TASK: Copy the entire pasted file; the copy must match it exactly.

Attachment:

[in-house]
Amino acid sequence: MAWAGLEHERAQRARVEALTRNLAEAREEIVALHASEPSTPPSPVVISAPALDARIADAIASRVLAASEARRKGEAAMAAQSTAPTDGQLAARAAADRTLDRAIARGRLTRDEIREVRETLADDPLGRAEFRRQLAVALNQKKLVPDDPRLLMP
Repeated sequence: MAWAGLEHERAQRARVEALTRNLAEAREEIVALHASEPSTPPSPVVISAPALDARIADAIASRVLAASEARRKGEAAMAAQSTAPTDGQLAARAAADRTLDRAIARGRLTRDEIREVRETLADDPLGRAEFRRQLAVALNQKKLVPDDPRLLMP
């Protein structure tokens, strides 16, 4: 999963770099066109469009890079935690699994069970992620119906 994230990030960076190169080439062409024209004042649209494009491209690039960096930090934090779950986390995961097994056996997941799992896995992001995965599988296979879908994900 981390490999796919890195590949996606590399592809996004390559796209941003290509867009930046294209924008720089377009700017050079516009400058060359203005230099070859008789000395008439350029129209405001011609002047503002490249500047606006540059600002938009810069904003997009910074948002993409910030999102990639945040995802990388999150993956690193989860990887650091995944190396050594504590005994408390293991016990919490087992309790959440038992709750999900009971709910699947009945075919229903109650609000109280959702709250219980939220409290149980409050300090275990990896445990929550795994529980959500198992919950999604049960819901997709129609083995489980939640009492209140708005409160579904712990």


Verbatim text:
[in-house]
Amino acid sequence: MAWAGLEHERAQRARVEALTRNLAEAREEIVALHASEPSTPPSPVVISAPALDARIADAIASRVLAASEARRKGEAAMAAQSTAPTDGQLAARAAADRTLDRAIARGRLTRDEIREVRETLADDPLGRAEFRRQLAVALNQKKLVPDDPRLLMP
Repeated sequence: MAWAGLEHERAQRARVEALTRNLAEAREEIVALHASEPSTPPSPVVISAPALDARIADAIASRVLAASEARRKGEAAMAAQSTAPTDGQLAARAAADRTLDRAIARGRLTRDEIREVRETLADDPLGRAEFRRQLAVALNQKKLVPDDPRLLMP
């Protein structure tokens, strides 16, 4: 999963770099066109469009890079935690699994069970992620119906 994230990030960076190169080439062409024209004042649209494009491209690039960096930090934090779950986390995961097994056996997941799992896995992001995965599988296979879908994900 981390490999796919890195590949996606590399592809996004390559796209941003290509867009930046294209924008720089377009700017050079516009400058060359203005230099070859008789000395008439350029129209405001011609002047503002490249500047606006540059600002938009810069904003997009910074948002993409910030999102990639945040995802990388999150993956690193989860990887650091995944190396050594504590005994408390293991016990919490087992309790959440038992709750999900009971709910699947009945075919229903109650609000109280959702709250219980939220409290149980409050300090275990990896445990929550795994529980959500198992919950999604049960819901997709129609083995489980939640009492209140708005409160579904712990």